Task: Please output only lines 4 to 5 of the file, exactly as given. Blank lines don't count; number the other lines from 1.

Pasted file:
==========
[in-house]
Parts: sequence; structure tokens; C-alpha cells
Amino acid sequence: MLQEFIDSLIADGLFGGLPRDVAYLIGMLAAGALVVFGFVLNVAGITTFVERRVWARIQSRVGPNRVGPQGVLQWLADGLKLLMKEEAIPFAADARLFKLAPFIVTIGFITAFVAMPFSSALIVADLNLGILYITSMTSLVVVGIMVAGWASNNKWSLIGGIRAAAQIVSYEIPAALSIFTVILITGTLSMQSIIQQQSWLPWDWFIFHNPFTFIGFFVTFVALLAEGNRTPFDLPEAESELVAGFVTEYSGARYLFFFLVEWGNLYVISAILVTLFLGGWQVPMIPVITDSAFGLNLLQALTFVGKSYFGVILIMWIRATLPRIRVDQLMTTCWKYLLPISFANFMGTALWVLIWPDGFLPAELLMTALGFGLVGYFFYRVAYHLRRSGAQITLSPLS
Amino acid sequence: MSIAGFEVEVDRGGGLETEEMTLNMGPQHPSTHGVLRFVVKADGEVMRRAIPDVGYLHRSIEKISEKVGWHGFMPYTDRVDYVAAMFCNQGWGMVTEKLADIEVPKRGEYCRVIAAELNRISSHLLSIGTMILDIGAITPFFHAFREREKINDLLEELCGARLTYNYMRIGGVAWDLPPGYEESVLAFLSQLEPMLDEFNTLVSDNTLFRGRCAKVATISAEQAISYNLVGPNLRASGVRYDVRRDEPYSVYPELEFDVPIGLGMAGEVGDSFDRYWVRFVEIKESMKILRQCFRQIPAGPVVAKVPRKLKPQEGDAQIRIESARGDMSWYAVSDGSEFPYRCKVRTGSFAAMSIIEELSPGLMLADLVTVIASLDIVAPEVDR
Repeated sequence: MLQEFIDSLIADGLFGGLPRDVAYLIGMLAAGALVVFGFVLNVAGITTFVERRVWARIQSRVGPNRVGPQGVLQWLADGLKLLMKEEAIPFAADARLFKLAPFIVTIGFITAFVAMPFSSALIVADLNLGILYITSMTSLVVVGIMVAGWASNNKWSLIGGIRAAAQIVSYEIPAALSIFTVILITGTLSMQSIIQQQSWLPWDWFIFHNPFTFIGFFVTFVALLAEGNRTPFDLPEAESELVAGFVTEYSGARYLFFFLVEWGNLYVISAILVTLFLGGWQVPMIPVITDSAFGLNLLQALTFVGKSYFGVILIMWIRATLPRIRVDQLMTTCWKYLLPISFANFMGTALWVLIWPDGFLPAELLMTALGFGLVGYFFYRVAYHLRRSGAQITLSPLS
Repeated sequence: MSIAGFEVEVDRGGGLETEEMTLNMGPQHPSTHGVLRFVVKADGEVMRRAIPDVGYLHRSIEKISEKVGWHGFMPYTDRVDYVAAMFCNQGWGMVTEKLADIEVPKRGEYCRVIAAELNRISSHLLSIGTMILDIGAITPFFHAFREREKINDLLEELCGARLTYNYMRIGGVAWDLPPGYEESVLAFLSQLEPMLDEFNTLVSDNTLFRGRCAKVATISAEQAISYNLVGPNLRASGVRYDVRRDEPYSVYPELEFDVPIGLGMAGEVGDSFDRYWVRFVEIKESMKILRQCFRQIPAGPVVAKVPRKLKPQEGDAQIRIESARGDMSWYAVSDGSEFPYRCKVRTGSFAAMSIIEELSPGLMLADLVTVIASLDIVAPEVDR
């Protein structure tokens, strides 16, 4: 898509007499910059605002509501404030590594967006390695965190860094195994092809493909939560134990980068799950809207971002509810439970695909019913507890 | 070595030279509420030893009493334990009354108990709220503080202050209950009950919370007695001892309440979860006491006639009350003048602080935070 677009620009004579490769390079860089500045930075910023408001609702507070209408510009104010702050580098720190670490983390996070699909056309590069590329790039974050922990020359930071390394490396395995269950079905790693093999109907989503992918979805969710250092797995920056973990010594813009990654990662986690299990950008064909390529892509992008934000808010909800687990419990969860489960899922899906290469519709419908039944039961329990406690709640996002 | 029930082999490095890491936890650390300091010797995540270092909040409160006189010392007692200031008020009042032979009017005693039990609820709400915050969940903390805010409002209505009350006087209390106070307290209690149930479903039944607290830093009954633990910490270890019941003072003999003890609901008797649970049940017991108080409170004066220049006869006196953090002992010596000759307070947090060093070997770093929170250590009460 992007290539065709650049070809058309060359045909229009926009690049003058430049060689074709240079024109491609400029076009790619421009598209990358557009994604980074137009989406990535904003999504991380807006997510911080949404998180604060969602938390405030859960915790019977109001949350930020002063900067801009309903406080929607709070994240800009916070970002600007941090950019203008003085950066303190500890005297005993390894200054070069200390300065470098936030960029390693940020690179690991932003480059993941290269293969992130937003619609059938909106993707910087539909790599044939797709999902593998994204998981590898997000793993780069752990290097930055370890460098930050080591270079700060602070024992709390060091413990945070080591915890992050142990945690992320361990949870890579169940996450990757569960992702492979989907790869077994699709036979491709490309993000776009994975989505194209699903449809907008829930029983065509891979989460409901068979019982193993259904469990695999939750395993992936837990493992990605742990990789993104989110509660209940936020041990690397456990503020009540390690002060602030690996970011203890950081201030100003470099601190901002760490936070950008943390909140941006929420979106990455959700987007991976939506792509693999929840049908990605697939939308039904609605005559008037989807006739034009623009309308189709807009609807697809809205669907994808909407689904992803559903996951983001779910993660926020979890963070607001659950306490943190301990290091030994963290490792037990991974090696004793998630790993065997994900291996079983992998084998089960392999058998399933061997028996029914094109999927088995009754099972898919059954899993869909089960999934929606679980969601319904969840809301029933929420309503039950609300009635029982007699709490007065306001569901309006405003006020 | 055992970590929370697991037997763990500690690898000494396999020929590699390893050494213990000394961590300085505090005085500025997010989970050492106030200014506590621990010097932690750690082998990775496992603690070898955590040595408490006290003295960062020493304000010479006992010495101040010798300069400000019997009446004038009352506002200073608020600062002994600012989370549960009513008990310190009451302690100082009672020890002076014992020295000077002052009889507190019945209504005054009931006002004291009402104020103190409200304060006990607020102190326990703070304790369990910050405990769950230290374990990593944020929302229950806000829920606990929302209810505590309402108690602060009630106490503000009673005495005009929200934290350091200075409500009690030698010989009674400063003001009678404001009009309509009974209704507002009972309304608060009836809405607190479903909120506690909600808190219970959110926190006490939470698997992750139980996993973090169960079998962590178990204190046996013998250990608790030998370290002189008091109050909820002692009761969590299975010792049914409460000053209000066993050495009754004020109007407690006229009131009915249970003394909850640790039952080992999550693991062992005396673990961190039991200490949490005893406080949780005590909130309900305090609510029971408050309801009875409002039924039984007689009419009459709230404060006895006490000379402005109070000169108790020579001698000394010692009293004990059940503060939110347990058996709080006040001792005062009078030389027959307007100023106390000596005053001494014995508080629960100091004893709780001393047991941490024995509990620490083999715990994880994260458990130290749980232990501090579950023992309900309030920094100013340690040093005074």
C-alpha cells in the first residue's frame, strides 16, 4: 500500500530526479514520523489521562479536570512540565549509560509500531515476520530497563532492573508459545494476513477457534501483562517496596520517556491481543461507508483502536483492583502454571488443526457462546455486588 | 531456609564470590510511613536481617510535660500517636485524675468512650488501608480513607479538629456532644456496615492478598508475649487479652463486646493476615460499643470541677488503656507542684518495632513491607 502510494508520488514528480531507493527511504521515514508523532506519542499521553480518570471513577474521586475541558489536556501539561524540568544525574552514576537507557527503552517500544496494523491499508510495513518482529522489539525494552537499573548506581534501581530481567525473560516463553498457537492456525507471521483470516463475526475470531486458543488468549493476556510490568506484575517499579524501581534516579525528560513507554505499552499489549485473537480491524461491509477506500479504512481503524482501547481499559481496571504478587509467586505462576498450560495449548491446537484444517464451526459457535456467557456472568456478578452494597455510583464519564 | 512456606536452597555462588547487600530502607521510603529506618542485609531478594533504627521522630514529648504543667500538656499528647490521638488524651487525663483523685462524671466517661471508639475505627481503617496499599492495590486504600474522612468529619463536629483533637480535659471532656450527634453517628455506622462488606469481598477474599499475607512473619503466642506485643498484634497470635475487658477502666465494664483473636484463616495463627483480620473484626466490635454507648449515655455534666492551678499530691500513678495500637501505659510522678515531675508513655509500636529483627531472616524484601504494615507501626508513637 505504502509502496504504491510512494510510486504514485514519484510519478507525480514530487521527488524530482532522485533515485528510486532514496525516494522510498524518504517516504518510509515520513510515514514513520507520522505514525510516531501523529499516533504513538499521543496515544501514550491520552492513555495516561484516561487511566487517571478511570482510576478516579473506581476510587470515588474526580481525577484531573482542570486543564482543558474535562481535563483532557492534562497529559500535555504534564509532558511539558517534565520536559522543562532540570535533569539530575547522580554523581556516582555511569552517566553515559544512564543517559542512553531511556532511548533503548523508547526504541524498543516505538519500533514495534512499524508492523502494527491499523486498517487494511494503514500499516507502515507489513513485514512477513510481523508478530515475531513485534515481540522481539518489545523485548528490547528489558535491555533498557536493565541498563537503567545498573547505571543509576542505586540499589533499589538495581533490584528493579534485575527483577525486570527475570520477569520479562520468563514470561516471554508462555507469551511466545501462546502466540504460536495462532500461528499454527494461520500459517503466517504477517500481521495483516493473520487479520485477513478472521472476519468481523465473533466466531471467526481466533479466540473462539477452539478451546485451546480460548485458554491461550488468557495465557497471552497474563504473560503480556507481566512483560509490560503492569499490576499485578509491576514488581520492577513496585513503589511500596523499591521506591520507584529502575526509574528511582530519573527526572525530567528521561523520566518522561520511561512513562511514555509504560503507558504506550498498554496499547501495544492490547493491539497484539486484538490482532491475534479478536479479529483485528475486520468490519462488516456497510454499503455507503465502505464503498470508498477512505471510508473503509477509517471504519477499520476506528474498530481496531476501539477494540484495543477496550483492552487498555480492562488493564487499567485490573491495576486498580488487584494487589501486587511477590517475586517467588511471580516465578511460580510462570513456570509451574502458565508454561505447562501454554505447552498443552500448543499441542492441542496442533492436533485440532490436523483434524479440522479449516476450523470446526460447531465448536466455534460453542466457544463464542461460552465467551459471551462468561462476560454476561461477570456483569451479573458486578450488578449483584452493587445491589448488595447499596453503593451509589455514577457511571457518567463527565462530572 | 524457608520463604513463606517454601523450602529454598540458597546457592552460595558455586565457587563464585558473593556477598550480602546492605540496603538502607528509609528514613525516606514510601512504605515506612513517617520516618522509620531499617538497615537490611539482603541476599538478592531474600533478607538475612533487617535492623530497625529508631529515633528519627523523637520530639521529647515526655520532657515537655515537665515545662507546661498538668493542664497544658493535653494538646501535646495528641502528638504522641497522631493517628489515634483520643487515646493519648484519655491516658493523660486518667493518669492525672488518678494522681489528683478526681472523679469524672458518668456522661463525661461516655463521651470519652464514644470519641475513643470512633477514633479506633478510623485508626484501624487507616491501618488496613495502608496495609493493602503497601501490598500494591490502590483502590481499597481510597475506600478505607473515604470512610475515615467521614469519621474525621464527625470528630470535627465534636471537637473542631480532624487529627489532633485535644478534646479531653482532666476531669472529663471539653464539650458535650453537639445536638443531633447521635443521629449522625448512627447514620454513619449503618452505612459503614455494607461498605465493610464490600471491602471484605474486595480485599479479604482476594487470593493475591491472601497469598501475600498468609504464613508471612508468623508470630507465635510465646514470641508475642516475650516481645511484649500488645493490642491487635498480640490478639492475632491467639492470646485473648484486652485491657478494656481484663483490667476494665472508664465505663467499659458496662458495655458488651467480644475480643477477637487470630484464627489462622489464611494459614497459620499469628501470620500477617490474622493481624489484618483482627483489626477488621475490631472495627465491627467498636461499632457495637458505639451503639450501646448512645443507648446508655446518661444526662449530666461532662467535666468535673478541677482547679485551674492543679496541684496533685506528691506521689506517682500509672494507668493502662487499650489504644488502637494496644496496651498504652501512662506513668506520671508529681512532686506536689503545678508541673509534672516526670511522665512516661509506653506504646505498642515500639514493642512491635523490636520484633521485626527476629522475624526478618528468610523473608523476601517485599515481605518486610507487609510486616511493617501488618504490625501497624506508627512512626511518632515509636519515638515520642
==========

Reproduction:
Amino acid sequence: MSIAGFEVEVDRGGGLETEEMTLNMGPQHPSTHGVLRFVVKADGEVMRRAIPDVGYLHRSIEKISEKVGWHGFMPYTDRVDYVAAMFCNQGWGMVTEKLADIEVPKRGEYCRVIAAELNRISSHLLSIGTMILDIGAITPFFHAFREREKINDLLEELCGARLTYNYMRIGGVAWDLPPGYEESVLAFLSQLEPMLDEFNTLVSDNTLFRGRCAKVATISAEQAISYNLVGPNLRASGVRYDVRRDEPYSVYPELEFDVPIGLGMAGEVGDSFDRYWVRFVEIKESMKILRQCFRQIPAGPVVAKVPRKLKPQEGDAQIRIESARGDMSWYAVSDGSEFPYRCKVRTGSFAAMSIIEELSPGLMLADLVTVIASLDIVAPEVDR
Repeated sequence: MLQEFIDSLIADGLFGGLPRDVAYLIGMLAAGALVVFGFVLNVAGITTFVERRVWARIQSRVGPNRVGPQGVLQWLADGLKLLMKEEAIPFAADARLFKLAPFIVTIGFITAFVAMPFSSALIVADLNLGILYITSMTSLVVVGIMVAGWASNNKWSLIGGIRAAAQIVSYEIPAALSIFTVILITGTLSMQSIIQQQSWLPWDWFIFHNPFTFIGFFVTFVALLAEGNRTPFDLPEAESELVAGFVTEYSGARYLFFFLVEWGNLYVISAILVTLFLGGWQVPMIPVITDSAFGLNLLQALTFVGKSYFGVILIMWIRATLPRIRVDQLMTTCWKYLLPISFANFMGTALWVLIWPDGFLPAELLMTALGFGLVGYFFYRVAYHLRRSGAQITLSPLS